Dmitry Streblechenko (MVP)
OutlookSpy - Outlook, CDO
and MAPI Developer Tool
I don't really understand what you mean by "I have an outstanding call to an
"o" and I destroy it.". To be able to call a method on a COM object, you
need to keep a reference to it, which means it is still referenced.
Unlike regular classes (.Net, C++, Delphi, etc), you do not destroy COM
objects. There is simply no way to do that. One of the basic COM principles
is that the COM object itself is responsible for its own destruction. Again,
COM object is not a class. Even if it looks like one (v-table, etc). You can
dereference the object, but you cannot destroy it.
I am not sure what you mean.. COM has absolutely no notion of "busy". You
call AddRef, the object increments its internal reference counter. You call
Release, it decrements it. If it drops down to 0, the object is supposed to
destroy itself. Or do whatever it pleases. There is no such thing as "busy",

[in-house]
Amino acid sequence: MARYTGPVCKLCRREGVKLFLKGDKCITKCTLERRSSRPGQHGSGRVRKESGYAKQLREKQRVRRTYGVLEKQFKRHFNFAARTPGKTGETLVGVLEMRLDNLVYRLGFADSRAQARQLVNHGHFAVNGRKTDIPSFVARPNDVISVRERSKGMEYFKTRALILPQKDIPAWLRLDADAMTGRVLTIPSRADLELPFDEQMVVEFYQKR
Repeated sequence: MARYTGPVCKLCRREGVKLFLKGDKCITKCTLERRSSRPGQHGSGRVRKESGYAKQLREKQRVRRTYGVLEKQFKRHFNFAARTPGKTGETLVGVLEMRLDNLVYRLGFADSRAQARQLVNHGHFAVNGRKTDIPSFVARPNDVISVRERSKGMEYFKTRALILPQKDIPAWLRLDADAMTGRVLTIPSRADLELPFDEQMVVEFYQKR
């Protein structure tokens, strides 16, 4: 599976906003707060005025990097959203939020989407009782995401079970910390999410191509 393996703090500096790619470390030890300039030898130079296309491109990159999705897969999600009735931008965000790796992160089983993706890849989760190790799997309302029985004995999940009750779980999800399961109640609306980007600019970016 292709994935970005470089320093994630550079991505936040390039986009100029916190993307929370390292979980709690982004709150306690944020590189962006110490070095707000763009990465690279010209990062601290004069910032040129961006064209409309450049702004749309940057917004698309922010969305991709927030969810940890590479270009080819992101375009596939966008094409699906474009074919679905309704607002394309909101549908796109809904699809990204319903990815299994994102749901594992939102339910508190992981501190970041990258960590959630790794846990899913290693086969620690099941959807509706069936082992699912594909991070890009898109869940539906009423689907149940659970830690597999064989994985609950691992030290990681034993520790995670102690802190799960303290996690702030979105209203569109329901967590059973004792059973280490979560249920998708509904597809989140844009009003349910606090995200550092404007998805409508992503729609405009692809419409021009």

especially when it comes to the code that consumes the COM object.
Again, it has nothing to do with .Net or COM. It is Office trying to be
smart and figure out whether it should kill itself or keep itself alive even
if you completely dereference it.
That logic is different in different versions of the Office or maybe
Windows, but it absolutely does not depend on who the caller is. COM objects
neither know nor care.
This is a sideeffect of how COM events are supported in .Net. Your event
handler is an object that keeps an internal reference to the COM object in
question. So even if you release your explicit variable, the object is still
referenced by the event handler. Strictly speaking GC should be able to
detect circular references (it does that for the .Net objects), but
apparently it does not work quite well with the COM objects.